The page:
In my post 50 Shades of Magic Mike, I discussed my reasons for avoiding a film that objectifies men, even if it does so with a sense of self-awareness. Female reactions to this film—including my own—got me thinking: What, exactly, would I want instead of Magic Mike? What kind of visual media would be both erotic for women and respectful of men? The question, of course, needs to be asked—in fact, shouted from rooftops—in the reverse (What kind of visual media would be both erotic for men and respectful of women?)—but, as a heterosexual woman, I will begin here.
The first thing that came to mind was an art exhibit in San Francisco that I read about last fall: Man as Object: Reversing the Gaze. Discussion of this exhibit often centered on the ways in which, when we eroticize men, we tend to see them through male eyes (because we are culturally conditioned to a male gaze)—therefore, the men seem homosexual. Which is fantastic for homosexual men, yet leaves a heterosexual woman—well, left out. Still.
This was something that came to my attention as I learned about Magic Mike and male strip clubs generally: gay men are the primary audience for male strippers. And when men strip for men, they do it differently than when they strip for women. In fact, women often find male stripping goofy or unsexy, perhaps because of the way stripping is performed. So—where does that leave a woman’s gaze?
Neither here nor there.
And yet, we have eyes. We gaze. And we like what we see.
As I pondered this issue, I realized something: perhaps men posing sexually seem homosexual not only because we are used to the male gaze. Perhaps it is also because we are used to the female pose. And here we encounter a difference between media (artful or otherwise) and life: real sexiness is rarely posed. It just happens. But in “sexy” pictures of women, the women are aware of the gaze and arranging themselves for it. So, when a man does the same thing, we read him as feminized. And when a man strips for a woman, he can be seen as “performing” something generally feminine, and therefore we define it as insincere, the object of a joke. Not true eroticism.
In one of my favorite essays of all time, Looking at Women, Scott Russell Sanders says, “When I return to the street with the ancient legacy of longing coiled in my DNA, and the residues from a thousand generations of patriarchs silting my brain, I encounter women whose presence strikes me like a slap of wind in the face. I must prepare a gaze that is worthy of their splendor.”
This is how I feel about men. And I bet I’m not the only one.
We’re all conditioned to ignore the fact that women feel this way about men. How many times a week do you think a man checks out his wife as she reaches into the refrigerator to get something from that bottom drawer, or reaches high above her head for a rarely-used dish? How many times a week does he check out the women walking by him on the sidewalk, riding a bike in the gym, or sitting in the next office? Magazines love to make little pie charts telling us about how often the male brain does these things. I’ve never seen a pie chart telling me how often the female brain does similar things.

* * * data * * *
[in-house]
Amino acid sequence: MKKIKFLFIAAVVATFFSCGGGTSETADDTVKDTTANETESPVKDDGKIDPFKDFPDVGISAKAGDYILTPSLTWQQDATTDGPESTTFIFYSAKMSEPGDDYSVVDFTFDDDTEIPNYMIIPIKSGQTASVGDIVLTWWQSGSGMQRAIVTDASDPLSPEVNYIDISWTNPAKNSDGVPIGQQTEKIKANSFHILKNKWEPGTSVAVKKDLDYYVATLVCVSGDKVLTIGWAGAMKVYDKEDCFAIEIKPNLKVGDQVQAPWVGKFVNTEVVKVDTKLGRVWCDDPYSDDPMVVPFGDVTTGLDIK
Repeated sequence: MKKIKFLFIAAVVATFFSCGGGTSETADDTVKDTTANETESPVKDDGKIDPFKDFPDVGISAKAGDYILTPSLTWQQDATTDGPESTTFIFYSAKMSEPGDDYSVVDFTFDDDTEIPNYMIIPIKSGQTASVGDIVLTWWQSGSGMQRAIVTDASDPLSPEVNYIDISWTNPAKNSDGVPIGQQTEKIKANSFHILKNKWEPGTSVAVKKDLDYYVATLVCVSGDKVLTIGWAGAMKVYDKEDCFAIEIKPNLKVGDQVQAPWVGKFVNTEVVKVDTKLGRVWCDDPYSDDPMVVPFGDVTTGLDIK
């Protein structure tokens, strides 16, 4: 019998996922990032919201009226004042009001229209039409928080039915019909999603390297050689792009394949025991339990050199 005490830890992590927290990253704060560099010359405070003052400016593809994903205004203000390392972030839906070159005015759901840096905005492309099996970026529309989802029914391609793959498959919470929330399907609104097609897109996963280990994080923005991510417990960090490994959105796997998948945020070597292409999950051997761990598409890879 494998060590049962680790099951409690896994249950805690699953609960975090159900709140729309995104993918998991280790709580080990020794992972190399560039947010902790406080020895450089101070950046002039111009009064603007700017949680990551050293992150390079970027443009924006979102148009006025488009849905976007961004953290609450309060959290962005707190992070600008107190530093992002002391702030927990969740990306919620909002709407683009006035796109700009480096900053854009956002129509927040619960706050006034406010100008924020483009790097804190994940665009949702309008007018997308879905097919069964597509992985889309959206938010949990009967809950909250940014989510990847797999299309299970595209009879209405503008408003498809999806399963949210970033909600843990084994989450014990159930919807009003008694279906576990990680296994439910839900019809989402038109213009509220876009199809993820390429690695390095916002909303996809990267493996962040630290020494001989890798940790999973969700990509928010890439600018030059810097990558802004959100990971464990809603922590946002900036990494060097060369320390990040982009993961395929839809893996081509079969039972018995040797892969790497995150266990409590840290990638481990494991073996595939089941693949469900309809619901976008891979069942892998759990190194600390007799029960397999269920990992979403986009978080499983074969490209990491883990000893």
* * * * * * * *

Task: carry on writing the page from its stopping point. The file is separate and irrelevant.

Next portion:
Men get things from the refrigerator or the top shelf, and often look damn good doing it. They walk on the sidewalk, ride bikes, and work right next to us, looking good all the while. And women notice.
What we need is more women noticing themselves as they notice men. Thinking about how they feel when the tide of desire leaves and returns, leaves and returns. And owning that tide.
And then we need women talking about it—not giggling, not blushing, not encouraging men to mock the idea of their own desirability. Somebody ought to talk about it so often and so loudly that a pie chart becomes inevitable, cause we just know women are thinking about sex so dang much that we better measure it.
After that, we need female photographers and directors, tons of them, taking pictures of and telling stories about men being men. Holding babies in the middle of the night, shirtless and vulnerable and full of fatherly love and strength. Squatting in the middle of a road, looking at a rock (clothed, as squatting naked in the middle of the road is unnatural and possibly unsafe). Running on treadmills, making copies in the office while wearing snazzy ties, washing the dirt off their hands after a day working outside, laughing with their friends, kicking a tire and making dinner and coming home at the end of a long day. We need to see men being men through the eyes of women, not men posing as the objects of female desire. And we should see them in all their shapes and colors—in all their splendor.
You know what I think?
I think men would totally get being sexy in this way, and I think they would love it. They wouldn’t feel like objects, they wouldn’t feel feminized, they wouldn’t pose or feel goofy. They’d be themselves, and they’d be damn glad that the women they’ve been checking out all this time are checking them right back.
Which means the female gaze would no longer be marginalized, masculinized, or mocked. It would be honest, and it would be powerful—as powerful as desire itself.